Skip to main content

College of Education and Allied Professions

David de Jong, Ph.D.

David De Jong


After a career as a bicycle messenger and owner of a boutique courier service, I completed a B.S. in psychology at University of Toronto, then a Ph.D. in social-personality psychology at University of Rochester. While studying at University of Rochester, I was advised by Harry Reis, and was a visiting scholar at Interdisciplinary Center (IDC), Herzliya, Israel, mentored by Gurit Birnbaum.




  • Ph.D. Social-Personality Psychology, University of Rochester
  • B.S. with Distinction, Psychology, University of Toronto


  • Human Sexuality
  • Research Design and Data Analysis


My research focuses on how social-cognitive and interpersonal processes, such as partner perception, motivation, and sexual desire contribute to relationship, emotional, and sexual well-being in couples and individuals. In my research I examine questions such as:

  • What role does compatibility of romantic partners' sexual likes and dislikes have in how satisfied they are with their sex life? Could it be that positive illusions of sexual compatibility also plays a role?
  • Does it matter whether romantic partners understand each other's sexual preferences, or is it just the feeling of being understood that matters?
  • Presumably, the sexual desire partners feel for each other impacts their sex life. But we also know that sexual desire tends to decline as relationships lengthen. Are people willing or able to admit that they may not be as hot for their partners as they once were? How can we measure sexual desire if they are not?
  • Why do people engage in casual sex, and do these different reasons predict how they feel about the hook up afterwards?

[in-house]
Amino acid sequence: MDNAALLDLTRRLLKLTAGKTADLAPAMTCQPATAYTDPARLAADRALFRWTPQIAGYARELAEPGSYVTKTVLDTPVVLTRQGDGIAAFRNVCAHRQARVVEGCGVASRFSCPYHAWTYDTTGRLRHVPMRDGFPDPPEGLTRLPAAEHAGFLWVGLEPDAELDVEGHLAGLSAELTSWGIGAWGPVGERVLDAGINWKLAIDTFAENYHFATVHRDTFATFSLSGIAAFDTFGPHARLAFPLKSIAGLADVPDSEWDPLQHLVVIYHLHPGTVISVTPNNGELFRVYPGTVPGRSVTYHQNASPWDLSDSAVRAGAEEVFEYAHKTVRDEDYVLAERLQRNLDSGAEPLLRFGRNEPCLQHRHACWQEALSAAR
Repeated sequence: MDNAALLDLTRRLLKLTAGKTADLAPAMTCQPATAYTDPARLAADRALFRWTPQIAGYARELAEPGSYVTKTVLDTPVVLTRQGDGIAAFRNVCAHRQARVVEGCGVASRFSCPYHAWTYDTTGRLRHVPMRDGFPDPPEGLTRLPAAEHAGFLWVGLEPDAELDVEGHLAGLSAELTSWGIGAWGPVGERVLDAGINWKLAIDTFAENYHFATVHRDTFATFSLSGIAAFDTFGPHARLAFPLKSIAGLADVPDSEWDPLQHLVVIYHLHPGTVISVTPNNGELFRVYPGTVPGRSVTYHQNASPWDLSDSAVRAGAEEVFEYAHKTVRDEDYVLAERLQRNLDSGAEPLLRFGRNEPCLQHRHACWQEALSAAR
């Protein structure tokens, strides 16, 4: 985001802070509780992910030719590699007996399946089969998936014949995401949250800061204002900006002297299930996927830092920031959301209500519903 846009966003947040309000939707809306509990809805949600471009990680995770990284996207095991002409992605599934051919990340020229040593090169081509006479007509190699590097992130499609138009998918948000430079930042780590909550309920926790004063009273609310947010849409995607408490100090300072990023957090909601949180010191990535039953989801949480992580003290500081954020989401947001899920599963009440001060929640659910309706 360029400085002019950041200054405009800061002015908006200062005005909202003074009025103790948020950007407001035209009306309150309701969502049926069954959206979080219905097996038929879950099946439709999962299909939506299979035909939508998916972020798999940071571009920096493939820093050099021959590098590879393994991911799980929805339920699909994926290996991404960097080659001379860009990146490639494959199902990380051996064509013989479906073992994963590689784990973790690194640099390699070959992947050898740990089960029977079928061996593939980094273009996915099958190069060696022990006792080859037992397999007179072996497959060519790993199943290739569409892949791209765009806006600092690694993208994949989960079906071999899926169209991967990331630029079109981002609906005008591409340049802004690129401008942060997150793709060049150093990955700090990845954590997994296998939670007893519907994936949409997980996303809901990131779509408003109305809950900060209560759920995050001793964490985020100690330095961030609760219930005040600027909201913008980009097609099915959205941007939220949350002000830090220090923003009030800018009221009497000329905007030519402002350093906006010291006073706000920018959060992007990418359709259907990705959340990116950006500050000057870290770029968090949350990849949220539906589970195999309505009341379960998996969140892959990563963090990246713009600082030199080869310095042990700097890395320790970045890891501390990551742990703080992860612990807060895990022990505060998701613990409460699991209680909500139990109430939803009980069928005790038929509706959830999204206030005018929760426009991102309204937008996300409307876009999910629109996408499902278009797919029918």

• de Jong, D. C., Reis, H. T., Peters, B. J., DeHaan, C. R., & Birnbaum, G. E. (2019). The role of implicit sexual desire in couples' sex lives. Personality and Individual Differences, 149, 46-56.
  • Wyatt, R. B., de Jong, D. C., & Holden, C. J. (2019). Spectatoring mediates the association between penis appearance concerns and sexual dysfunction. Journal of Sex and Marital Therapy, 45, 328-338.
  • de Jong, D. C., Adams, K., & Reis, H. T. (2018). Predicting women’s emotional responses to hooking up: Do motives matter? Journal of Social and Personal Relationships, 34, 532-556.
  • de Jong, D. C., & Reis, H. T. (2015). Sexual similarity, complementarity, accuracy, and overperception in same-sex couples. Personal Relationships, 22, 647-665.​
  • de Jong, D. C., & Reis, H. T. (2015). We do it best: Commitment and positive construals of sex. Journal of Social and Clinical Psychology, 34, 181-202.​
  • de Jong, D. C., & Reis, H. T. (2014). Sexual kindred spirits: Actual and overperceived similarity, complementarity, and accuracy in heterosexual couples. Personality and Social Psychology Bulletin, 40, 1316-1329.​
  • de Jong, D. C. (2009). The role of attention in sexual arousal: Implications for treatment of sexual dysfunction. Journal of Sex Research, 46, 237-248.​
  • de Jong, D. C., & Reis, H. T. (2016). Love and intimacy. In H. S. Friedman (Ed.), Encyclopedia of mental health (2nd ed., Vol. 3, pp. 25-32). Waltham, MA: Academic Press.​
  • Reis, H. T., de Jong, D. C., Lee, K. Y., O'Keefe, S. D., & Peters, B. J. (2016). Promoting intimacy: Strategies suggested by the appetitive side. In C. R. Knee & H. T. Reis (Eds.), Positive approaches to optimal relationship development (pp.3-29). Cambridge: Cambridge University Press.


Editorial Board

  • Journal of Social and Personal Relationships

Journal Manuscript Referee

  • International Journal of Play
  • Journal of Sex and Marital Therapy
  • Journal of Sex Research
  • Journal of Social and Personal Relationships
  • Personal Relationships


Office: McKee G48​

Mailing address:
91 Killian Building Lane
Room 302B
Cullowhee, N.C., 28723

Office of Web Services